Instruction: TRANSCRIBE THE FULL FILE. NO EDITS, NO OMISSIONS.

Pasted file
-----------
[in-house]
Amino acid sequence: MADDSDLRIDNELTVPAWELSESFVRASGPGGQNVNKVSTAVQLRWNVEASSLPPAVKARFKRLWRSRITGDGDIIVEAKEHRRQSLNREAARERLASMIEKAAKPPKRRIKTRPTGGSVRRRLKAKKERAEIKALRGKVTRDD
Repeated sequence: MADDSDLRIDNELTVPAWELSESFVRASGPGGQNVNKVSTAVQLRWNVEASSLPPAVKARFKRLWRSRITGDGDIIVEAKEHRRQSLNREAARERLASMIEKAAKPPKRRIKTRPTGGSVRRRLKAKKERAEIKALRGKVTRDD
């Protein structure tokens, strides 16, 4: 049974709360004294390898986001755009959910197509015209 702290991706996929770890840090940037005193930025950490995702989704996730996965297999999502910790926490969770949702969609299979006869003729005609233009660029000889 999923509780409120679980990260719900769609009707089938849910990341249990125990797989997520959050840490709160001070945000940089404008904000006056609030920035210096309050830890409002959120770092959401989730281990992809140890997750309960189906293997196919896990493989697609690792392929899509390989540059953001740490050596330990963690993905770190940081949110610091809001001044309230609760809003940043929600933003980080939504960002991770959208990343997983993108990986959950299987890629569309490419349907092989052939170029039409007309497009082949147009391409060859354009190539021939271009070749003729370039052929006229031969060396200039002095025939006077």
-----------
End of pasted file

[in-house]
Amino acid sequence: MADDSDLRIDNELTVPAWELSESFVRASGPGGQNVNKVSTAVQLRWNVEASSLPPAVKARFKRLWRSRITGDGDIIVEAKEHRRQSLNREAARERLASMIEKAAKPPKRRIKTRPTGGSVRRRLKAKKERAEIKALRGKVTRDD
Repeated sequence: MADDSDLRIDNELTVPAWELSESFVRASGPGGQNVNKVSTAVQLRWNVEASSLPPAVKARFKRLWRSRITGDGDIIVEAKEHRRQSLNREAARERLASMIEKAAKPPKRRIKTRPTGGSVRRRLKAKKERAEIKALRGKVTRDD
């Protein structure tokens, strides 16, 4: 049974709360004294390898986001755009959910197509015209 702290991706996929770890840090940037005193930025950490995702989704996730996965297999999502910790926490969770949702969609299979006869003729005609233009660029000889 999923509780409120679980990260719900769609009707089938849910990341249990125990797989997520959050840490709160001070945000940089404008904000006056609030920035210096309050830890409002959120770092959401989730281990992809140890997750309960189906293997196919896990493989697609690792392929899509390989540059953001740490050596330990963690993905770190940081949110610091809001001044309230609760809003940043929600933003980080939504960002991770959208990343997983993108990986959950299987890629569309490419349907092989052939170029039409007309497009082949147009391409060859354009190539021939271009070749003729370039052929006229031969060396200039002095025939006077």